SL Did you find you had to make a choice?

PC When I got offered my first few movies, I was trying to combine the two. Then I realized I couldn’t, and I had to pick one. I thought, “Maybe if things went well, a career in acting would be more long-lasting.” Because I knew, as a dancer, that it ends soon, and then you become a teacher or create your own school or become a choreographer. Your career as a dancer is short – so I also had that in mind. I wanted to bet on something that maybe could be longer term, but I had no security of any kind that I would be doing more movies. I had to take a risk.

Penélope Cruz photographed by Nico Bustos.

SL Parallel Mothers is a very powerful film about motherhood and transmission. In what way did your character’s story speak to you?

PC I had to understand her fear and anguish and the threat she experienced in the possibility of losing a child. To me, that was the motivation every day: to find a truth that did justice to those kinds of dark feelings that any woman in the world could experience.

SL The film also explores the heritage of the Spanish Civil War as your character, Janis, investigates the death of her great-grandfather and other townspeople who “disappeared” during Franco’s dictatorship. Is this still a delicate subject in Spain today?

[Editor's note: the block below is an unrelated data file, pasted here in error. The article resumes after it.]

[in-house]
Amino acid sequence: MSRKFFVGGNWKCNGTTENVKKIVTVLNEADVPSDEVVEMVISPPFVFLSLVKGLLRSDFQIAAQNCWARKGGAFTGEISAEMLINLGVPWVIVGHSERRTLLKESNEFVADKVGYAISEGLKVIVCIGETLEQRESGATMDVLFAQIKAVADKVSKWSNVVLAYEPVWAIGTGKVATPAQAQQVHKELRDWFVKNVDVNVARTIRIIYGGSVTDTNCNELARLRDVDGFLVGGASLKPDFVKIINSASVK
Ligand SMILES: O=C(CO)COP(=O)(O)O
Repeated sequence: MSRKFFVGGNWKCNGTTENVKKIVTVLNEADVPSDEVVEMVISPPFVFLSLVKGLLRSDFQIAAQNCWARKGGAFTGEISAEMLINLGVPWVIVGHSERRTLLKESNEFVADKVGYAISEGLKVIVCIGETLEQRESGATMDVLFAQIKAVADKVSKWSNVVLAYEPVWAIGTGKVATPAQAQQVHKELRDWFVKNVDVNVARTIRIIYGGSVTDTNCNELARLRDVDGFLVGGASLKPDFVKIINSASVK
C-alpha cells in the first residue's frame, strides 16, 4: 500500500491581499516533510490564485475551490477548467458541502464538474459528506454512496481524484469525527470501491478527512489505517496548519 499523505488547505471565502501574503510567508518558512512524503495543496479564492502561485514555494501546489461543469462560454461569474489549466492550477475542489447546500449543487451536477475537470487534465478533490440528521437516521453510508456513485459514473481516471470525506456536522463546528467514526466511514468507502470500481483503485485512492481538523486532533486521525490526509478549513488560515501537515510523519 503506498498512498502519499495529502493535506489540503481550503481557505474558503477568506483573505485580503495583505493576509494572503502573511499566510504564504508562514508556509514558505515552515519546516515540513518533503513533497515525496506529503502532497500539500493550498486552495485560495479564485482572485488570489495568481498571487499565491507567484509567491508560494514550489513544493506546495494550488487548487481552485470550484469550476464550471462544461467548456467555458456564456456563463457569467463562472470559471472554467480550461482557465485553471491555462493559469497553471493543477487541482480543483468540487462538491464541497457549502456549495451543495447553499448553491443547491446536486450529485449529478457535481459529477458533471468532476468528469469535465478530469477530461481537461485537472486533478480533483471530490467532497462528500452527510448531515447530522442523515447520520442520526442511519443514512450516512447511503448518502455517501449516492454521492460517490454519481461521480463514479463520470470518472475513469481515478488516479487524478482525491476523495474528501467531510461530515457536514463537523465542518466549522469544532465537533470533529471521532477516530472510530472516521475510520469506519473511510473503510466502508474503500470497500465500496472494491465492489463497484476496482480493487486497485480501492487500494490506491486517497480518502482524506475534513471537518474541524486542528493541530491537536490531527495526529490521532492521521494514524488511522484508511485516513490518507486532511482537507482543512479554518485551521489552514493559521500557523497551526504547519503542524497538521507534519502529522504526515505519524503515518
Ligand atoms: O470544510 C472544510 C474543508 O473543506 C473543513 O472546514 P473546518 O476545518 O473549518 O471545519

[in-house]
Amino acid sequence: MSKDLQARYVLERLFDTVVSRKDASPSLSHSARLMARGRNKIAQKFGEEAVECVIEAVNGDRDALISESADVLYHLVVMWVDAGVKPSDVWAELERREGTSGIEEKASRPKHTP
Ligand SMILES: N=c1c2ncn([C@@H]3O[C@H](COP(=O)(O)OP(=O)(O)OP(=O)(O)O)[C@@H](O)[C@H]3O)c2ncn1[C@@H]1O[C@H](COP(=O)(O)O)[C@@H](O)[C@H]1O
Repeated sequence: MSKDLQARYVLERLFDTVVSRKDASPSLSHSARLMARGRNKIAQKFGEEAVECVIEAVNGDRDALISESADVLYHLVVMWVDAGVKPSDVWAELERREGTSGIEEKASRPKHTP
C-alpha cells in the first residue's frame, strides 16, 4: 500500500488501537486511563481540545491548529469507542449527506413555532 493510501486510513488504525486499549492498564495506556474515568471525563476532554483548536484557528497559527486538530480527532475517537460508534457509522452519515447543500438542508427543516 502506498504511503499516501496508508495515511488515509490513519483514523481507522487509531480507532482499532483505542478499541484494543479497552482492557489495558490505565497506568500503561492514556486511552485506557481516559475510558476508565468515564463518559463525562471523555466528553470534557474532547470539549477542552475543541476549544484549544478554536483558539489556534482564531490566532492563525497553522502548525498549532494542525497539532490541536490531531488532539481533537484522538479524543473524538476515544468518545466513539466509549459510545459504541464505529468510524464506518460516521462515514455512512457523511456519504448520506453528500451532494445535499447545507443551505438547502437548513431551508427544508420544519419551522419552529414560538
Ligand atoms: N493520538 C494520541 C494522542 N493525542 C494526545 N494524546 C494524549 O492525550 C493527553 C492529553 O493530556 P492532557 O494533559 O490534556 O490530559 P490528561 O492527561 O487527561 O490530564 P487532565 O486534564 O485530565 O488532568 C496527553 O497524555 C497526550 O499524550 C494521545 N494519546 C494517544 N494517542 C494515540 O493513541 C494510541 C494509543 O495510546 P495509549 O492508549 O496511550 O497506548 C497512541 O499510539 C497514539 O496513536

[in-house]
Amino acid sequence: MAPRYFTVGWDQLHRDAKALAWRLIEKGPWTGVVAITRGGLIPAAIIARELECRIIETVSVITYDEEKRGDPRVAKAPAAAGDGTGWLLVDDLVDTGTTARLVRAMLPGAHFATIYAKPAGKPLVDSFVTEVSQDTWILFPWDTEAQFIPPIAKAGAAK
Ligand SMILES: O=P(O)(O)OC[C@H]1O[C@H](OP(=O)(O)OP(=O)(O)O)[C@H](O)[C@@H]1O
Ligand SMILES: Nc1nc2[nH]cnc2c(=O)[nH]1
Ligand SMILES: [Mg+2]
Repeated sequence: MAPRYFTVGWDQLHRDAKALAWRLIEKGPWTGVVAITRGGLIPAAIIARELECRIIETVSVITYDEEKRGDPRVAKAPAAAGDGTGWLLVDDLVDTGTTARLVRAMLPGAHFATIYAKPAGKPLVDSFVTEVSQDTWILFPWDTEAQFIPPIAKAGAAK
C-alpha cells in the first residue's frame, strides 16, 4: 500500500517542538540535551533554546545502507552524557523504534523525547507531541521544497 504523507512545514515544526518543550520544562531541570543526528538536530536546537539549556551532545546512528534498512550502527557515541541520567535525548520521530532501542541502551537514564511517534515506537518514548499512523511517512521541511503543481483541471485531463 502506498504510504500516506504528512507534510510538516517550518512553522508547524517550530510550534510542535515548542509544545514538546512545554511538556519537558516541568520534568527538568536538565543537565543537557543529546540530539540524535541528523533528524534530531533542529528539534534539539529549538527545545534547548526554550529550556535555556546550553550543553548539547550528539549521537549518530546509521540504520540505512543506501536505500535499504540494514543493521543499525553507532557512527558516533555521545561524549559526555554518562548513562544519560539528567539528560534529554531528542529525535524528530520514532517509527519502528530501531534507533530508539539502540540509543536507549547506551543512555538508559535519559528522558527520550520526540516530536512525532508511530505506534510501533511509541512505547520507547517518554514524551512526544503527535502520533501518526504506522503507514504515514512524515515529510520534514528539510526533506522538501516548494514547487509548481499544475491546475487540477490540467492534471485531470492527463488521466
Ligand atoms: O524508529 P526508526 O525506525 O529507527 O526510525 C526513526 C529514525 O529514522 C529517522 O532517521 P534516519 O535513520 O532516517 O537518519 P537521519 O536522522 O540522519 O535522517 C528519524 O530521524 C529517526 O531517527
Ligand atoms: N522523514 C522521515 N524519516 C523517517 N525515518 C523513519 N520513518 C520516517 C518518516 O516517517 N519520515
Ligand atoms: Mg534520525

PC It depends with whom you’re talking, but I think that most people understand Pedro’s message in the film. Janis is trying to inspire a younger generation, through Ana, to learn from mistakes of the past and not repeat them, so they get educated and know what happened not so long ago. The funny thing about the character is that Janis does that, but at the same time, she is lying about the most sacred thing, which is her own daughter. She has to lie in her own house and be a great liar in life to survive. That is the wonderful contradiction of the character, and it makes her suffer a lot, but it’s wonderful to play that kind of contradiction. Of course, I couldn’t wait for her release in the film, when she’s able to speak the truth.

SL You play a photographer in the film, and you’ve worked with some of the greatest photographers in front of the camera. What memories do you have of some of them?

PC I had incredible moments with Annie Leibovitz because I’ve shot so much with her. She gave me a Leica camera – which I still have – because she always saw me carrying my camera before we all had iPhones. I have great memories of Herb Ritts. It’s sad how soon he left us – he was such a nice man and so brilliant. And the light! He had the best light. And, of course, Peter Lindbergh, who was a friend. He really managed to capture the essence of each person’s personality. There was nothing fake about what he did.